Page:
I’ve been trying to educate myself on investing, and these seem like good options for complete newbs like myself. I like that you can try Stash for $5, people pay more for games on their phone! Has anyone else used one of these apps?
I’ve been meaning to open a Roth IRA before April, but haven’t read up enough to know what I want yet.Haven't, but the fees are high from looking at the website for Stash. $5 may sound great, but you are paying $12/year in fees.
Fidelity or Vanguard charge basically nothing. You can probably open an IRA at either with no minimum. For the index funds you should be buying, they will both have good ETFs with no commissions, and the funds themselves have low management expenses. I personally would suggest an IRA or brokerage account with Fidelity and set up a monthly direct deposit from your paycheck directly to it (for at least a bit more than $5). I would buy the Blackrock iShares IVV (an S&P500 index) whenever there is enough in the account to buy more, a few times/year, or whenever there is a decline in the market (like last month).
My 401K is at Fidelity and I can't get them to stop emailing me when I've opted out of everything.Never used the apps you speak of. My IRA is at Vanguard. My wife's is at Fidelity. Very much the same product in terms of choices, fees, etc. The difference I have found between the two is that Vanguard takes your deposit and leaves you the hell alone. With Fidelity I always feel like in a sales funnel for something.
You could just buy ETFs which are at the lowest expense ratio. Only negative is you can't buy fractional shares to use all your cash.Robinhood I use for stupid investing, like tinkering with options and day trading since trades are free. It's an app, so I wouldn't leave a huge balance sitting in there. It was a good thing to do on reserve, especially options, but it was more entertainment than anything.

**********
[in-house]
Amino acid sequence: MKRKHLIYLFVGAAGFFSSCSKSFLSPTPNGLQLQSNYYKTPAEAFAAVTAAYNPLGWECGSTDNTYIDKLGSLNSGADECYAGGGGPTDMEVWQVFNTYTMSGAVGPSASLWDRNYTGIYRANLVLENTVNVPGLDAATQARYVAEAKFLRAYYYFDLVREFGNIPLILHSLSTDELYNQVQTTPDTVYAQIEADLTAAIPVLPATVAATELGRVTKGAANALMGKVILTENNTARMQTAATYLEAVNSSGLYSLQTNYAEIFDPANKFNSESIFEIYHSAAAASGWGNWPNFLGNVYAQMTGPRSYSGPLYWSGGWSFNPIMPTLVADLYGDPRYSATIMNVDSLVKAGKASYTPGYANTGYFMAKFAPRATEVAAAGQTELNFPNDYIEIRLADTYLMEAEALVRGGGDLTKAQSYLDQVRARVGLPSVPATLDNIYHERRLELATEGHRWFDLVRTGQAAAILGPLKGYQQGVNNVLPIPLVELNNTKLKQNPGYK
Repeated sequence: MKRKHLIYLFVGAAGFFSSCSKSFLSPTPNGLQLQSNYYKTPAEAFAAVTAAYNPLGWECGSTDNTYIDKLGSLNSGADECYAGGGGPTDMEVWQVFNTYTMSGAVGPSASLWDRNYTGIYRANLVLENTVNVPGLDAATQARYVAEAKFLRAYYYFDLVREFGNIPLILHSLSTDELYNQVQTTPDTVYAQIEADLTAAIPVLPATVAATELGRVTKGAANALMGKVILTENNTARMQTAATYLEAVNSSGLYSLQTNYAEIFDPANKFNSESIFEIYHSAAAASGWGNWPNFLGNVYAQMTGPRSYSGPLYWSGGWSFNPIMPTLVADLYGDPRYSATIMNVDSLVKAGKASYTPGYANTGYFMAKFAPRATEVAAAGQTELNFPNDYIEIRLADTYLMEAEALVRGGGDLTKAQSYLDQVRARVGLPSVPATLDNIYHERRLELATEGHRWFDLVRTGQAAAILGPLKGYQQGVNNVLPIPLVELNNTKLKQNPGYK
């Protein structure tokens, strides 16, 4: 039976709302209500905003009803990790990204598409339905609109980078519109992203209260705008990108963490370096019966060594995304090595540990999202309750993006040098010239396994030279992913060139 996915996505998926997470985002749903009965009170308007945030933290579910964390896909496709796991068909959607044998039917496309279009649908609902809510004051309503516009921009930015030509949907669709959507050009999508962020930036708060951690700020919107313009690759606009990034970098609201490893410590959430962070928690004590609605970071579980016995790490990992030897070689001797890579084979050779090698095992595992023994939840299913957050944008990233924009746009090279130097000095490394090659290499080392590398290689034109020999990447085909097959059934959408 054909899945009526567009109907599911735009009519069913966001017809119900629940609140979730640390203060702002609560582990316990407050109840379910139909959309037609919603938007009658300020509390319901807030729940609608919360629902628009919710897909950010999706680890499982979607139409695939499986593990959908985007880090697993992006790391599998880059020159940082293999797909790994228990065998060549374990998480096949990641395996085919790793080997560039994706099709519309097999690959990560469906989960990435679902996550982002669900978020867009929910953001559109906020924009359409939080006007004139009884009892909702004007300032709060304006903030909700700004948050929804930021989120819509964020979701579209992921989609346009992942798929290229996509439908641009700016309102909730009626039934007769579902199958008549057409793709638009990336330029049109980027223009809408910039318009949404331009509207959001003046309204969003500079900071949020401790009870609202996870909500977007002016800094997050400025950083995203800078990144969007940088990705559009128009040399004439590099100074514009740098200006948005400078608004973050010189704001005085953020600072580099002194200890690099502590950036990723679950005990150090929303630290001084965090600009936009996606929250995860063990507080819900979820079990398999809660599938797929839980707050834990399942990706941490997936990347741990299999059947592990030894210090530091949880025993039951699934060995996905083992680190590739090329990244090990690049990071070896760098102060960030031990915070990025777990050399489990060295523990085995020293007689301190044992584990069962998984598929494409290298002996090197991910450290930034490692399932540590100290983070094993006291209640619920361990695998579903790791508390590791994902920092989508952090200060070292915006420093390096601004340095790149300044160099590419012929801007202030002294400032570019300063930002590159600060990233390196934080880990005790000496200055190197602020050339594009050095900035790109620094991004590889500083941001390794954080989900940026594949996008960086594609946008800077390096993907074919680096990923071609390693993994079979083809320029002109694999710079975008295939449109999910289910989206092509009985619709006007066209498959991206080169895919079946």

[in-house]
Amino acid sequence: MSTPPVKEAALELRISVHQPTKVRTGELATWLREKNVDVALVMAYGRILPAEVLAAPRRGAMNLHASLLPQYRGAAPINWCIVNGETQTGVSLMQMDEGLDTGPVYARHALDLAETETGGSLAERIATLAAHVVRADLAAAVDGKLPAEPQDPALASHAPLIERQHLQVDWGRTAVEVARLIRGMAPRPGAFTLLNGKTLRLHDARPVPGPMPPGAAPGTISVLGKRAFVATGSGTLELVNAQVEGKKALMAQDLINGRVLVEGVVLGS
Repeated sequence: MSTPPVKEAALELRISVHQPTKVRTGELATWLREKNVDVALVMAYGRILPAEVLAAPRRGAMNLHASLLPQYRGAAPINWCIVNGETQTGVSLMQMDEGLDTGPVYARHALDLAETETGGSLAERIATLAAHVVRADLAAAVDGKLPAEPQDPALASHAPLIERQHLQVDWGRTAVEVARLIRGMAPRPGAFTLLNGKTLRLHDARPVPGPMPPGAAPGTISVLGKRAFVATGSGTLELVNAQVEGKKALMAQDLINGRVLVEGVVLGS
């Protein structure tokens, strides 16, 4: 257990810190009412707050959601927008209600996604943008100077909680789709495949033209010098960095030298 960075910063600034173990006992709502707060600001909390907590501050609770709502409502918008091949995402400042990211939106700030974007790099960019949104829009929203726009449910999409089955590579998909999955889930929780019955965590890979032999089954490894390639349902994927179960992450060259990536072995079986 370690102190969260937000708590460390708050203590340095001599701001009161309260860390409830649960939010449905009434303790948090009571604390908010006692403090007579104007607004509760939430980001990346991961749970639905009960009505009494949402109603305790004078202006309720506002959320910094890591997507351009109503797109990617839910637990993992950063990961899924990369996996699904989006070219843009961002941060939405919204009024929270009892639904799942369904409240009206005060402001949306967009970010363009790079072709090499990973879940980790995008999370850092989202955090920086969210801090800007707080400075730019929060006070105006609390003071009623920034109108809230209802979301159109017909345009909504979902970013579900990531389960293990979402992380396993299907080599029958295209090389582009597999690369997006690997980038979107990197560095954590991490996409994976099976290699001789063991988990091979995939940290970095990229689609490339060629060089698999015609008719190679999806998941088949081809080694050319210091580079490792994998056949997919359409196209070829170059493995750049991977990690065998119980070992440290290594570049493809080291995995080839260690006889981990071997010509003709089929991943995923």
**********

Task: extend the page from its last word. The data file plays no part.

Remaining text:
My employer 401k is at fidelity and the expense ratios on their mutual funds are higher than Vanguard. If you don't have a Roth and qualify to contribute (under 189k as previously mentioned) be sure to put something in there. Once you have over 10k in a specific mutual fund you can move it to a different share class (they call them Admiral shares) that have even lower expense ratios. That's where my Roth IRA is and my normal brokerage account for long investments
Also if you can afford to dump the max contribution in earlier in the year there's more time to be invested, versus spreading out the $6k over 12 months
True. The Vanguard index funds at Admiral share class have the same expense ratio as the ETF (VFIAX vs VOO, .04%) so once you have enough in you can take advantage of fractional shares.You could just buy ETFs which are at the lowest expense ratio. Only negative is you can't buy fractional shares to use all your cash.
Sure. Either one would be fine. Anything is better than that Wells Fargo, Fidelity, Chase Bank actively managed fund that makes the same as these indexes and then charges you 3.5% on top for a total gain of -3.5% a year. Oh and adjust for inflation you'd have been better off just keeping the money in a mason jar out back.I like the Total Stock market VTI better because you are missing thousands of smaller companies that are also generating great profits.